Jost [2006] has shown that Hill numbers provide a unifying framework for comparing biodiversity change using univariate diversity indices. Hill numbers [Hill, 1973] express the diversity of a community as the “effective number of species.” The Hill number, or effective number of species, is the number of equally common species needed to produce the given value of a diversity index [Jost, 2007]. This yields a much more intuitive and biologically meaningful measure of biodiversity for a single community. This also makes comparing the magnitude of biodiversity change between two communities more straightforward. For example, halving the species richness will decrease the effective number of species by half. It is simple to convert the value for a given index to the effective number of species. Or the effective number of species can be calculated directly from the community data as the Hill number.

Converting an Index to Effective Number of Species#

To convert the value for a given index to the effective number of species, do the following:

  1. Write the index for \(S\) equally common species (\(p_i = \frac{1}{S}\))

  2. Set resulting expression equal to the value of the index.

  3. Solve for \(S\)

Gini-Simpson Index#

\[ H_{GS} = 1 - \sum_{i}^{S}p_i^2 = 1 - \sum_{i}^{S}(\frac{1}{S})^2 = 1 - \sum_{i}^{S}\frac{1}{S^2} = 1 - \frac{S}{S^2} = 1 - \frac{1}{S} \]

Solving for \(S\) yields

\[ S_{GS} = \frac{1}{1 - H_{GS}} \]

Note that this can also be written as \(S_{GS} = \frac{1}{\sum_i^S = p_i^2}\) which is also known as the inverse Simpson index and is the true diversity of order 2 (see below).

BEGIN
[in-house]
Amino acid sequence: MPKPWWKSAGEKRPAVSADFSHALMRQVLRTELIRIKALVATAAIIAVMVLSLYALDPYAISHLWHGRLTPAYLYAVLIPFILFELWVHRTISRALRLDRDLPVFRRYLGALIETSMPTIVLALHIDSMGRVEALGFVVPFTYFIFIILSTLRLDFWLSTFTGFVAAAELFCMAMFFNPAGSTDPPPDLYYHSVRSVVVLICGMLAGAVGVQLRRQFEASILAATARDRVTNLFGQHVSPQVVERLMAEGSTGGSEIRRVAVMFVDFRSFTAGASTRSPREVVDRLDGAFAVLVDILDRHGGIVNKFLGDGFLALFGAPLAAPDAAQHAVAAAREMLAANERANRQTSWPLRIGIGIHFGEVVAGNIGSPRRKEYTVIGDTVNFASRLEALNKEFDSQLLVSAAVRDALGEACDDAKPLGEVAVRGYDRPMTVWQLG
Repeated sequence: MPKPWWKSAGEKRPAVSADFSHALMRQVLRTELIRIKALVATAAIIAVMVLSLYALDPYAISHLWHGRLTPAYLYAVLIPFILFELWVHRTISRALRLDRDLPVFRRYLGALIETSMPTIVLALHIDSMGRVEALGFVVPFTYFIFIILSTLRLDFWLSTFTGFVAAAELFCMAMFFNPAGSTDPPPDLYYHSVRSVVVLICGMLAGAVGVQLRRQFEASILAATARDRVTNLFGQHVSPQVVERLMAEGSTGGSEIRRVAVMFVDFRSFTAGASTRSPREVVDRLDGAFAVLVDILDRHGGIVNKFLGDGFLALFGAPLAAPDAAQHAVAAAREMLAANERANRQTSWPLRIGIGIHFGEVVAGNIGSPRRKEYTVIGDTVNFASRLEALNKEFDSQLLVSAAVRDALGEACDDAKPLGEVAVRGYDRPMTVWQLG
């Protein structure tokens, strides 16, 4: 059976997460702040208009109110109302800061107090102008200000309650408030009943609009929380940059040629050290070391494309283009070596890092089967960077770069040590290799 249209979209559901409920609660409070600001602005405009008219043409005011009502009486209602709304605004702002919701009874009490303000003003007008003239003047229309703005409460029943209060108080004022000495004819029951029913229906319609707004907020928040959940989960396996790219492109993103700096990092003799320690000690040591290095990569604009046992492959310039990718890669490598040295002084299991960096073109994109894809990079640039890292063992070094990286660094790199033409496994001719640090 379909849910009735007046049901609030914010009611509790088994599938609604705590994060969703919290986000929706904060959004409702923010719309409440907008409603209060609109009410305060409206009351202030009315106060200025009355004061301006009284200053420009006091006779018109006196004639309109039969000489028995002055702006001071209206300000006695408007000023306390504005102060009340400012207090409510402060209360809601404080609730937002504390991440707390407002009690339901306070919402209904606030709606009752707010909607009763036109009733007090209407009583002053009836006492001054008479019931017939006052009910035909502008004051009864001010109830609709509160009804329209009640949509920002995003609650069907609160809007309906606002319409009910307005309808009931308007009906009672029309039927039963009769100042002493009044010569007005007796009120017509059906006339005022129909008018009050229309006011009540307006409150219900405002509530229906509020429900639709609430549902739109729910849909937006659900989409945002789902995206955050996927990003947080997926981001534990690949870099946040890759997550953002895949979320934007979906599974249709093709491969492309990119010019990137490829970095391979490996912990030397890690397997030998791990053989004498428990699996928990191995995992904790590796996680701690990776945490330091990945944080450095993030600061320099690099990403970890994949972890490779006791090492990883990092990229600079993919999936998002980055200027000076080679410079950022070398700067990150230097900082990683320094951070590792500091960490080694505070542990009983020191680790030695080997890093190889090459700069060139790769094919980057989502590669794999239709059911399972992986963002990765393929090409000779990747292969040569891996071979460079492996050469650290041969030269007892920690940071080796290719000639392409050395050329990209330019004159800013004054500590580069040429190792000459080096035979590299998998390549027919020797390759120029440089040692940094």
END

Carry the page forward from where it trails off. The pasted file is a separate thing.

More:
Shannon Diversity Index#

\[ H_{S} = -\sum_{i}^{S} p_i\ln(p_i) = -\sum_{i}^{S} \frac{1}{S}\ln(\frac{1}{S}) = -\frac{S}{S}\ln(\frac{1}{S}) = -\ln(\frac{1}{S}) = \ln(S) \]

Solving for S yields

\[ S_S = e^{H_S} \]

This is known as the Shannon Diversity.

Hill Numbers#

The general form for calculating the effective number of species from community data is:

For \(q \neq 1\):

\( S_q = (\sum_i^S p_i^q)^{\frac{1}{1 - q}} \)

For \(q = 1\)

\( S_1 = e^{-\sum_i^S p_i \ln(p_i)} \)

where \(q\) is a weighting factor that places different emphasis on rare and common species. These yield the so-called true diversity of order \(q\).

\(q = 0\) is equivalent to presence/absence based measures.
\(0 < q < 1\) puts greater weight on rare species.
\(q = 1\) weights all species equally.
\(q > 1\) puts greater weight on abundant species.

The question of how to weight abundant vs rare species is an ecological one and depends on the question at hand. For instance, if one is interested in functional changes to a community, it may be fair to assume that the most abundant species have the greatest effect on ecological processes. On the other hand, one might be interested in the conservation of rare species in which case giving more weight to rare species will make such changes more apparent. Note, however, that indices with a high weighting of rare species are more difficult to estimate from field data since rare species are more rarely encountered and less well-represented in samples.



Mark O Hill. Diversity and evenness: a unifying notation and its consequences. Ecology, 54(2):427–432, 1973.


Lou Jost. Entropy and diversity. Oikos, 113(2):363–375, 2006.


Lou Jost. Partitioning diversity into independent alpha and beta components. Ecology, 88(10):2427–2439, 2007.


Edward H Simpson. Measurement of diversity. nature, 163(4148):688–688, 1949.


Jordan A. Gault, Jan A. Freund